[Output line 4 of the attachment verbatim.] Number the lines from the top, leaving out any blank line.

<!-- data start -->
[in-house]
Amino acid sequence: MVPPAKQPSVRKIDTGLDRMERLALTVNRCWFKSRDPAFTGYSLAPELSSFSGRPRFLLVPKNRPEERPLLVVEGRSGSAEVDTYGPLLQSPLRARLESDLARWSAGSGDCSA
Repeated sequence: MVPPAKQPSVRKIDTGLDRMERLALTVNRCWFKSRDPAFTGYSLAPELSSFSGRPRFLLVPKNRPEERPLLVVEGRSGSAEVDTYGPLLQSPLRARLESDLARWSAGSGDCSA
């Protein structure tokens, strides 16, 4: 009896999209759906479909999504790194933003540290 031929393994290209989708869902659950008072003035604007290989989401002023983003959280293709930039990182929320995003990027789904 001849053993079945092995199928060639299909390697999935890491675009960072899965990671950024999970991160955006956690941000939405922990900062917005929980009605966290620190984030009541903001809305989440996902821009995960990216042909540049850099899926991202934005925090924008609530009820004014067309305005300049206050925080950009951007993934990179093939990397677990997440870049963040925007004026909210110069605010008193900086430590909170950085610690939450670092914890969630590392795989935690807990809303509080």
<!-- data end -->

């Protein structure tokens, strides 16, 4: 009896999209759906479909999504790194933003540290 031929393994290209989708869902659950008072003035604007290989989401002023983003959280293709930039990182929320995003990027789904 001849053993079945092995199928060639299909390697999935890491675009960072899965990671950024999970991160955006956690941000939405922990900062917005929980009605966290620190984030009541903001809305989440996902821009995960990216042909540049850099899926991202934005925090924008609530009820004014067309305005300049206050925080950009951007993934990179093939990397677990997440870049963040925007004026909210110069605010008193900086430590909170950085610690939450670092914890969630590392795989935690807990809303509080």